The booklet writer claims that both these trios were completed within the last year of Schubert's life, along with the Great C major symphony. However, Graham Johnson in his voluminous notes to Volume 26 of the Hyperion Schubert song edition states that 'Des Sängers Habe' D832, composed in February 1825 has similar driving right-hand piano triplets to the opening movement of the First Trio. Moreover, both works are in B flat. Additionally, John Reed in his book, 'Schubert : the final years' [ Faber, 1972 ], spends several pages discussing thematic similarities of the First Trio to the Great C major symphony and the 1825 piano sonatas, as well as biographical evidence. Reed concludes that both the First Trio and the Great C major symphony were substantially or entirely composed in 1825, and hence do not belong to the tragic ambience of the greatest works of 1827-8.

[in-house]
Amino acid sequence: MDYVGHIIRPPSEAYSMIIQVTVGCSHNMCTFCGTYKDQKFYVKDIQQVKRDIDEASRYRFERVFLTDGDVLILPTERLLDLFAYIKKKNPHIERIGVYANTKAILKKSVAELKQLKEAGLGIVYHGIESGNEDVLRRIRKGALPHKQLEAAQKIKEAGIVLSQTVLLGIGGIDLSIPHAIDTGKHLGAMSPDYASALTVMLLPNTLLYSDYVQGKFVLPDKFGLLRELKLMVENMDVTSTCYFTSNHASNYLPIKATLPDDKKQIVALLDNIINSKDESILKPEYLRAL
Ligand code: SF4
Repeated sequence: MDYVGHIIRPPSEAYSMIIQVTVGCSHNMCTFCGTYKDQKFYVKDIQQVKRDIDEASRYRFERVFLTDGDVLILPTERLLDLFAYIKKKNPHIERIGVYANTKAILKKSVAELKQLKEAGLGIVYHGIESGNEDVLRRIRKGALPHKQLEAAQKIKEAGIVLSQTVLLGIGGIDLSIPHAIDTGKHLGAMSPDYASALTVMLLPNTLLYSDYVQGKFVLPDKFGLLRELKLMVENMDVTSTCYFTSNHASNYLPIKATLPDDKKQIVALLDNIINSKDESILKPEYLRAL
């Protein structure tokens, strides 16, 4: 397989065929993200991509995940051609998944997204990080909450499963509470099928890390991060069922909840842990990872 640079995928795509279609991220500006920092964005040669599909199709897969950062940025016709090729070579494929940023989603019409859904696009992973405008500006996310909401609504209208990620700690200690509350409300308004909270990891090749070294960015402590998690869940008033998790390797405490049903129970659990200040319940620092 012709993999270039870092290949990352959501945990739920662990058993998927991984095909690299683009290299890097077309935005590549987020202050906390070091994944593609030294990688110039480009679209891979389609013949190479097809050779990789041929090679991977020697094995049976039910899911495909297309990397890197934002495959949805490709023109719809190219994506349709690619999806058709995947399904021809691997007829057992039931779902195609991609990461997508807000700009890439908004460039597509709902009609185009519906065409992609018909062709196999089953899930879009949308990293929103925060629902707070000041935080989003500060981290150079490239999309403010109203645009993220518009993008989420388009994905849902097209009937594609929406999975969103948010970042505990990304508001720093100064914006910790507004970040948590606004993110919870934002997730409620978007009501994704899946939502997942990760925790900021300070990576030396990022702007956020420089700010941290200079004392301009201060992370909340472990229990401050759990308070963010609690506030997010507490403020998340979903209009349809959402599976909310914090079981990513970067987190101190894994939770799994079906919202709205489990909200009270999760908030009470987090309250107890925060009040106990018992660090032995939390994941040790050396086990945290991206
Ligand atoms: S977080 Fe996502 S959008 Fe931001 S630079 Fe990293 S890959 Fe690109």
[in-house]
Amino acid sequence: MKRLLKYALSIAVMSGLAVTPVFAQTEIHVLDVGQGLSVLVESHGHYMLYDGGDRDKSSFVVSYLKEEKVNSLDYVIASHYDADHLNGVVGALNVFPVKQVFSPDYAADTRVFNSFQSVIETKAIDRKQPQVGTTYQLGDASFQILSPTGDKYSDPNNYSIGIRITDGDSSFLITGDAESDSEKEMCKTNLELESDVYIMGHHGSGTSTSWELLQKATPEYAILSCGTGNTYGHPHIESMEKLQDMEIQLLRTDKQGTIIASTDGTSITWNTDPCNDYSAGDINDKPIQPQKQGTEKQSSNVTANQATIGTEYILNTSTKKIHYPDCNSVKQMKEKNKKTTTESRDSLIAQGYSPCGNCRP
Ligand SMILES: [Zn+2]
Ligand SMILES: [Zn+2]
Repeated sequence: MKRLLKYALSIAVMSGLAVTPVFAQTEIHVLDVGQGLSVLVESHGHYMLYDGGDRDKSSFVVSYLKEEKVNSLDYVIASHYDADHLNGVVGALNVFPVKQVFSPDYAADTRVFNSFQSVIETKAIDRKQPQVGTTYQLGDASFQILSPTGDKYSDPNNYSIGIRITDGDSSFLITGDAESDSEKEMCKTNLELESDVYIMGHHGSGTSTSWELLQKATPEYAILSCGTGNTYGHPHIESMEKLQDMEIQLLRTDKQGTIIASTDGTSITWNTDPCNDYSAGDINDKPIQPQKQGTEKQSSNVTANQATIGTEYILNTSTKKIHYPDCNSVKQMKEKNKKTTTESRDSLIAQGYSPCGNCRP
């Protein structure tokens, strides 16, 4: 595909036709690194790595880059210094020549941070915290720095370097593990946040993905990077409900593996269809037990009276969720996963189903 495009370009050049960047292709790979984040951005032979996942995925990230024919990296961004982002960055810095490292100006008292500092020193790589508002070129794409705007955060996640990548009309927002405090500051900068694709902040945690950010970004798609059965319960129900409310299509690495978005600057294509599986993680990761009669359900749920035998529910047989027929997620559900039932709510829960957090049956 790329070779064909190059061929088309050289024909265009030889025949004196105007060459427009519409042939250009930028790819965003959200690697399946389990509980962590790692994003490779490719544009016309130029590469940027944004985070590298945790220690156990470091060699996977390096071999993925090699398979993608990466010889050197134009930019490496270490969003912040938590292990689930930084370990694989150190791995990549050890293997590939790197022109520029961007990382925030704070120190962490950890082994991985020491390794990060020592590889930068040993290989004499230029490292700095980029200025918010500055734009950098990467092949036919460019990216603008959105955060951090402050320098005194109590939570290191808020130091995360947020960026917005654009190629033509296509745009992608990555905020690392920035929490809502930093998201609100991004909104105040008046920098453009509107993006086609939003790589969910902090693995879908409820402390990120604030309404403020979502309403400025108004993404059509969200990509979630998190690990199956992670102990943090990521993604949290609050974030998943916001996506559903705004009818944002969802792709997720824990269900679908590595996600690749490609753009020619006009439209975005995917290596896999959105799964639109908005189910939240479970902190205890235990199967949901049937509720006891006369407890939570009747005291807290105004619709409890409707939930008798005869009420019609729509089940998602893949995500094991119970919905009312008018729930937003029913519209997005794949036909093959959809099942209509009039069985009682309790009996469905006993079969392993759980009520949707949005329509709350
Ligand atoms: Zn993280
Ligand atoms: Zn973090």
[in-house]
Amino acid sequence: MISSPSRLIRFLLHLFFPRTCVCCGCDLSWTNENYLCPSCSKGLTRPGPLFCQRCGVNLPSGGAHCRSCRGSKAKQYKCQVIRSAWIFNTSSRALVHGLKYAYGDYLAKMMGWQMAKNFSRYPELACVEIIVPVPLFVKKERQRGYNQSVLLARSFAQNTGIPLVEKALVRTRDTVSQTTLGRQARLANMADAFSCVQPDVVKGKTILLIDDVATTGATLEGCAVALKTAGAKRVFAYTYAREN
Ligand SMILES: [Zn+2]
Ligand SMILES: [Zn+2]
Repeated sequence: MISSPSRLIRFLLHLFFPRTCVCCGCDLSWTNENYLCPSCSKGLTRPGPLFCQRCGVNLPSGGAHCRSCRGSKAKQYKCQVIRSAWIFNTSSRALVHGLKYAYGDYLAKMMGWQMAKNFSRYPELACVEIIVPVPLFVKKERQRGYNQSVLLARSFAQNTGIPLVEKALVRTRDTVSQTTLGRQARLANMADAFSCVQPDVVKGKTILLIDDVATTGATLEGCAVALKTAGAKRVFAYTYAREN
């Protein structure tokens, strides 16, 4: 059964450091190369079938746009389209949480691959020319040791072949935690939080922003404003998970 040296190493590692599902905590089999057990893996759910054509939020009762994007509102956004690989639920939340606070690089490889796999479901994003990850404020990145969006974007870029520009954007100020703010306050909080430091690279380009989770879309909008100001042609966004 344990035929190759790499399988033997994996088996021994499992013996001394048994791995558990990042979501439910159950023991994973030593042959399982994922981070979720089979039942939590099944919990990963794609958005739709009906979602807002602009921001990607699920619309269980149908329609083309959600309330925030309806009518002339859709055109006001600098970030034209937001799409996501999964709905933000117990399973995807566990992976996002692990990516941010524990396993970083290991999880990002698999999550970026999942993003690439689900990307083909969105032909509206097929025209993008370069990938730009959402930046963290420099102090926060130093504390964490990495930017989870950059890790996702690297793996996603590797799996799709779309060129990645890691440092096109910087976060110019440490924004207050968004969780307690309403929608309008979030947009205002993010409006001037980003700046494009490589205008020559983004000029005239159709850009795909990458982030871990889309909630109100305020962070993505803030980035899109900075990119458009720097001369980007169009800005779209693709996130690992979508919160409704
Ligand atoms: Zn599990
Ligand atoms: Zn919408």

The reason I deal with this chronology is that many of Schubert's greatest non-vocal works seem to be able to accommodate the widest range of performance tempi. The case of the andante of the Great C major symphony is a case in point. Marked 'andante con moto', as is the slow movement of the Second Trio, this work has been given a tragic cast in slow performances by Furtwängler and Giulini, and a brisk jaunt in the meadow by Toscanini, Munch in an RCA SACD, Krips and Solti. Although the Storioni take the slow movements of both trios at a leisurely 9:48 and 10:06, their performances of both trios stress the light over the shade.